Notes and Editorial Reviews
This on the surface bizarre and entirely non-commercial coupling is a ‘protest’ album, with which members of the Berlin Philharmonic and their chief conductor hope to raise their voices against the rising spectre of fascism and incidents of violence against foreigners living in Germany. As such, it may be regarded as a private, German affair, but worth acquiring on musical grounds for a very beautiful performance of the Mahler songs (by the Yugoslav-born Lipovsek, whose appearance is also meant to be symbolic) and for the Nono cantata, The Song Suspended or In Suspense, which sets a series of texts written by condemned European resistance fighters before their execution at the hands of the Nazis. The recording having been taken at a ‘live’
concert, the texts are also spoken in German – eloquently by Susanne Lothar and Bruno Ganz – and interspersed among the musical sections of Nono’s piece, which is serial in technique, but imbued with a songful and soulful lyricism in the vocal sections that reveal the composer’s Italian background. Nono may have been an avant-gardist – unfashionable word today – but he wrote important music about important matters. Abbado, a long-standing advocate, conducts a superbly disciplined, deeply felt account of this music.
– Hugh Canning, BBC Music Magazine
Normally, propriety requires a stretch of time between a CD's release and its mention in the Classical Hall of Fame. In the present case, one's reason for so elevating a disc in the issue in which it is reviewed (by someone else) has to do with the position it occupies in the history of art-music recording vis-à-vis the world in which such music exists.
When I was a kid, the Zeitgeist bestowed upon "serious" music the ability to confer grace; to imbibe music's essence ennobled the soul. We Americans are a pragmatic lot. We seek a quid pro quo, tangible or spiritual, from that in which we invested effort, time and/or expense. Having bought into the system from, I suppose, predisposition, I found Beethoven casting the most potent spell, the Tchaikovsky of the symphonies close behind. (Certain elixirs worked better than others. My people were tabloid readers—the Daily News, "New York's Picture Newspaper." I bought the New York Times at the corner candy store as much as an exercise in ameliorative magic as from an interest in what was going on. I also remember at about age ten lighting a cigarette, a stolen Camel, on the living-room couch in the buff—the folks worked day shifts—awaiting the erotic rush smoking movie actors so often seemed about.)
The notion that great art elevates sustained a heavy blow at the hands of World War I. But that was before my time. The second war wasn't, and I am painfully aware, as is just about everyone who can name the capital of Canada and do long division, that a hellishly brutal Germany was, par excellence, a music-loving nation. It is therefore a matter of moment, a moment to celebrate however one can, that a German-headquartered label presents that nation's best-known orchestra in a recording that specifically protests the ethnically motivated cruelties now taking place there. I'm not one of Fanfare's Mahler mavens. Suffice to say that, since I heard her in Frank Martin's melancholy masterpiece, Die Weise von Liebe und Tod des Cornets Christophe Rilke (Orfeo C 164 881 A), I've been an admirer of Lipovsek's craft and find the mezzo and Abbado's roles in the present recording exemplary, as I do this splendid orchestra. Suffice also to say that for anyone who follows the music of our time a well-done Luigi Nono work is always welcome.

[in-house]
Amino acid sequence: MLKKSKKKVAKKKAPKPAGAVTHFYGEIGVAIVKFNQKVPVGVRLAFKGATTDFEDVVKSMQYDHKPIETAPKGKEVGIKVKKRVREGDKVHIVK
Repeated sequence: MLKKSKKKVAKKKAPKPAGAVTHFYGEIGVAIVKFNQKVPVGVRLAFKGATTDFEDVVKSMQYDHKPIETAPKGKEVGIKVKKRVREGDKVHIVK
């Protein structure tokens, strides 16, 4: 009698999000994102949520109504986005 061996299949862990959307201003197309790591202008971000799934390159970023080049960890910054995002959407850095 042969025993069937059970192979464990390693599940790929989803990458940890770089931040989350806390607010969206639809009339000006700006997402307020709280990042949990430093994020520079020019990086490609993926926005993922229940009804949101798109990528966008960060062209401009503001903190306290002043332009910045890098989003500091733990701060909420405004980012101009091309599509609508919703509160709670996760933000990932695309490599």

The music, of course, is the thing. One concentrates in this case, however, on page after page in the insert of signatures of men and women involved in the Berlin Philharmonic's operation and sponsorship who have lined up to identify with the present recording's purpose. Additionally, Abbado's and five names attach to an excerpt of the program notes (I assume to the concert in which the Nono work was performed—the Mahler is of another occasion). The statement concludes: ' 'The folly of any attempt to segregate people according to their geographical, ethnic or cultural origins is clear from a glance at the Berlin Philharmonic Orchestra. Within our orchestra—including our artistic director and intendent—there are people of the most varied nationalities and backgrounds, all of whom have left their mark on [our] artistic profile. . . .It is the immense variety of people and musical styles that forms the starting-point for all our work. Our concert tours are aimed at increasing international understanding, which is why we take this opportunity to appeal to everyone to be vigilant and prevent this evil and pernicious attitude from spreading any further." Amen to that.
– Mike Silverton, FANFARE [11/1993] Read less
Works on This Recording
Il canto sospeso by Luigi Nono
Marek Torjewski (),
Susanne Otto (Alto),
Bruno Ganz (Spoken Vocals),
Suzanne Lothar (),
Barbara Bonney (Soprano)
Berlin Philharmonic Orchestra
Period: 20th Century
Written: 1955-1956; Italy
Date of Recording: 12/1992
Venue: Live Berlin
Kindertotenlieder by Gustav Mahler
Marjana Lipovsek (Mezzo Soprano)
Berlin Philharmonic Orchestra
Written: 1901-1904; Vienna, Austria
Be the first to review this title